STATE OF CALIFORNIA
OCCUPATIONAL SAFETY AND HEALTH
In the Matter of the Appeal of:
RICHARD S. DAVIES CONSTRUCTION
Docket No .
DENIAL OF PETITION
The Occupational Safety and Health Appeals Board (Board), acting pursuant to authority vested in it by the California Labor Code hereby denies the petition for reconsideration filed in the above entitled matter by Richard S. Davies Construction (Employer).
Employer is a construction contractor. Between August 4, 2000 and January 22, 2001, a representative of the Division of Occupational Safety and Health (the Division) conducted an inspection at one of Employers job sites, located at the southeast corner of Bake Parkway and North Pointe Drive, Lake Forest, California (the site).
On January 26, 2001, the Division cited Employer for a violation of section 3648(o) [Safety Belt in Aerial Device] of the occupational safety and health standards and orders found in Title 8, California Code of Regulations.1 Employer failed to ensure that two employees working 15 to 20 feet above the ground in an elevated aerial device were secured to the equipment by the use of a safety belt, body belt or safety harness with an appropriate strap or lanyard.
Employer filed a timely appeal but failed to appear for its hearing scheduled for January 25, 2002.
On February 14, 2002, the Board sent to Employer a Notice of Intent to Dismiss Appeals. The notice gave Employer ten days to provide the Appeals Board with a statement containing sufficient facts to show that Employers failure to appear at the hearing was reasonable and for good cause.
In response to the Boards notice Employer contended that he could not find the hearing location on the hearing date and went to 2100 E. Katella, Tustin, rather than the hearing location at 2100 E. Katella, Anaheim. The Division opposed rescheduling the hearing contending that the hearing notice was mailed to the parties on November 16, 2001, giving Employer plenty of time to find the location of the hearing and that there is no 2100 E. Katella Avenue, Tustin, but there is a 2100 W. Katella in Orange which is 2 minutes from the hearing location. The Division further contended that Employer phoned the District Office one hour and ten minutes after the hearing was to begin at 9:00 a.m. stating that he was lost.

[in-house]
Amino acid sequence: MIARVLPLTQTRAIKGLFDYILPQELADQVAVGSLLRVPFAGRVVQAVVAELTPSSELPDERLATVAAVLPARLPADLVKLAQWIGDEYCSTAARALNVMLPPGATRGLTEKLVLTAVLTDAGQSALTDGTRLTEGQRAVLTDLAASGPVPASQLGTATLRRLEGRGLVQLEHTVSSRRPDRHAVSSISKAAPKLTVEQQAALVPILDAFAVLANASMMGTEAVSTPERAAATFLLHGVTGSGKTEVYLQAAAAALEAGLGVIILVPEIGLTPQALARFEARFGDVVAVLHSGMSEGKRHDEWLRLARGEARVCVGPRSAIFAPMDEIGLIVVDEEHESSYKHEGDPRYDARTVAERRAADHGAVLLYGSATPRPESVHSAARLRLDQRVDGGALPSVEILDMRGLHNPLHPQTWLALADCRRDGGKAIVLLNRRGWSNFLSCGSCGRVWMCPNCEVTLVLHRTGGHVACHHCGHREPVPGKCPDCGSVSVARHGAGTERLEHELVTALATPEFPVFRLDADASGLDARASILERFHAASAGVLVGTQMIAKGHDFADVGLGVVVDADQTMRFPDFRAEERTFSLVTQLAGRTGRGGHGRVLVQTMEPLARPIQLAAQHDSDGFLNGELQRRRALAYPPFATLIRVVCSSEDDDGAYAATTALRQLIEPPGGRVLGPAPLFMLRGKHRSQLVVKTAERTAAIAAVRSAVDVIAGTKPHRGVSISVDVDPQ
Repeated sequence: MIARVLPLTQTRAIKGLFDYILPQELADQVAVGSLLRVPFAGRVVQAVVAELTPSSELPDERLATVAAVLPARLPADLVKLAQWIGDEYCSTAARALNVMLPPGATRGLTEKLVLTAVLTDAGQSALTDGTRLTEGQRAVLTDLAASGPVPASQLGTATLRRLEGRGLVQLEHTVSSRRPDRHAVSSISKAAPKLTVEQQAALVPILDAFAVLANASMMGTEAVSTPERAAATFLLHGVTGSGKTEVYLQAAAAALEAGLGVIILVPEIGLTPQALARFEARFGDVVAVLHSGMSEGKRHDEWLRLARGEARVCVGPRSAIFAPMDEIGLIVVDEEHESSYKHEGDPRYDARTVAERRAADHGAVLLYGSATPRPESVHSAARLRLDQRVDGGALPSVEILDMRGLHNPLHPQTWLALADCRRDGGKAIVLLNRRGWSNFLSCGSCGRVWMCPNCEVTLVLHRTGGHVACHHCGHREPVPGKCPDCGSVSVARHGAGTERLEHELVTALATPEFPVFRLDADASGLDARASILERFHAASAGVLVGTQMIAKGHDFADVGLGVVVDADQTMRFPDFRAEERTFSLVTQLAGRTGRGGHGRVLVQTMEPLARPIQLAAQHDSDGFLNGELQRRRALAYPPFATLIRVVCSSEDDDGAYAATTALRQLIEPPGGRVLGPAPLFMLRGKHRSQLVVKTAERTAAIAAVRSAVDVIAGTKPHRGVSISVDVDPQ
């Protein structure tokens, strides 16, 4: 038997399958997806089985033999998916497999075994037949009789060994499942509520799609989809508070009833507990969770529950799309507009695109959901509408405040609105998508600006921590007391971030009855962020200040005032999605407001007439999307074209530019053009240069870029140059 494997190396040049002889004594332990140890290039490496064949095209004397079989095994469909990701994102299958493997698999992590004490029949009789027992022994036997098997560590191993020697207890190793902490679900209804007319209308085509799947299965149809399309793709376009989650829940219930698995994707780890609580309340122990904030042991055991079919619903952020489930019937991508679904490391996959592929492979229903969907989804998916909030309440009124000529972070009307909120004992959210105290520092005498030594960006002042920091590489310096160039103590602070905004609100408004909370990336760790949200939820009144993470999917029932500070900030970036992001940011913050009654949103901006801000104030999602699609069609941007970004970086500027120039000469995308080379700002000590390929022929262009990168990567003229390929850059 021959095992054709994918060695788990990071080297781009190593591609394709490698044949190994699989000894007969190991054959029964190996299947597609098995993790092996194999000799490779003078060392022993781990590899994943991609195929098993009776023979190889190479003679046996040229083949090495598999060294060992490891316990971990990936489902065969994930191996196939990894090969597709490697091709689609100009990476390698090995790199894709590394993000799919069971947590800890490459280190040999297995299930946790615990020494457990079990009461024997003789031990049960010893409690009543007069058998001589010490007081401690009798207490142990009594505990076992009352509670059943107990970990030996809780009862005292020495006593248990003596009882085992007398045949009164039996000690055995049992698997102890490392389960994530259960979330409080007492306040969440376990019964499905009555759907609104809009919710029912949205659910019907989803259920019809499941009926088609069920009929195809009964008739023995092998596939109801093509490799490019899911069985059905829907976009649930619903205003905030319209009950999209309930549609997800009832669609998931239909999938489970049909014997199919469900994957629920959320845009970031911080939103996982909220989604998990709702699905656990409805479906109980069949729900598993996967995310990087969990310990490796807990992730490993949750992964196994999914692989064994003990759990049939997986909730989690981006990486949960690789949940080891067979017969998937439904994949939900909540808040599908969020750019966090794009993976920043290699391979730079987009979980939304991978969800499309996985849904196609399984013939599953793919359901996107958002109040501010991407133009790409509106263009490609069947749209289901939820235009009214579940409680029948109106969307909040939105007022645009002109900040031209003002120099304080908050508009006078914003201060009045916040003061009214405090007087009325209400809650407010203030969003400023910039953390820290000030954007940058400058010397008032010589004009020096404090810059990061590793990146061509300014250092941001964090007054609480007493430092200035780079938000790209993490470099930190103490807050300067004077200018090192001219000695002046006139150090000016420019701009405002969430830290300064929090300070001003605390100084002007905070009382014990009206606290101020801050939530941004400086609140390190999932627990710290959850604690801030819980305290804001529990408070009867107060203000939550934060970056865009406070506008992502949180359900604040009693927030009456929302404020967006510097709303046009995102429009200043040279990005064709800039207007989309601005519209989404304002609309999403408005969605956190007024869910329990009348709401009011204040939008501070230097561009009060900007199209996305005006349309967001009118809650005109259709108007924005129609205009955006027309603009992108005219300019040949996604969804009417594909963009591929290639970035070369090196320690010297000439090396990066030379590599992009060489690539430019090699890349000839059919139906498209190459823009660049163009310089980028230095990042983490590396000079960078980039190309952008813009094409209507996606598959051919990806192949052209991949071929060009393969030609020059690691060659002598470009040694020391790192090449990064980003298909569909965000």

On August 29, 2002, the Board issued an Order Dismissing Appeal finding that Employer failed to provide good cause for failing to appear at the hearing.
On September 16, 2002, Employer filed a timely petition for reconsideration.
REASON FOR DENIAL
PETITION FOR RECONSIDERATION
Employers petition for reconsideration states, in total, that new evidence has come to my attention and I feel it would help in my appeal.
Labor Code section 6617 sets forth five grounds upon which a petition for reconsideration may be based:
(a) That by such order or decision made and filed by the appeals board or hearing officer, the appeals board acted without or in excess of its powers.
(b) That the order or decision was procured by fraud.
(c) That the evidence does not justify the findings of fact.
(d) That the petitioner has discovered new evidence material to him, which he could not, with reasonable diligence, have discovered and produced at the hearing.
(e) That the findings of fact do not support the order or decision.
Labor Code section 6616 provides that:
The petition for reconsideration shall set forth specifically and in full detail the grounds upon which the petitioner considers the final order or decision made and filed by the appeals board or a hearing officer to be unjust or unlawful, and every issue to be considered by the appeals board.
These requirements are mandatory. Louis G. Beary Plastering, Cal/OSHA App. 76-1296, Denial of Petition for Reconsideration (Nov. 14, 1977). Employers petition plainly failed to meet these statutory requirements.
The Board has adopted regulations implementing this statutory provision. Section 391 of the Boards regulations states that [t]he petition for reconsideration will be denied if it contains no more than allegations of the statutory grounds for reconsideration, unsupported by specific references to the record and principles of law involved.
Our review of Employers allegation reveals it to be conclusory and we find that the allegation does not rise to the level of specificity that warrants the granting of a petition for reconsideration under the above statutory and regulatory requirements.
The Board affirms its Order Denying Late Appeal issued August 29, 2002.
MARCY V. SAUNDERS, Member
GERALD P. OHARA, Member
OCCUPATIONAL SAFETY AND HEALTH APPEALS BOARD
FILED ON: November 5, 2002
1 Unless otherwise specified all references are to sections of Title 8, California Code of Regulations.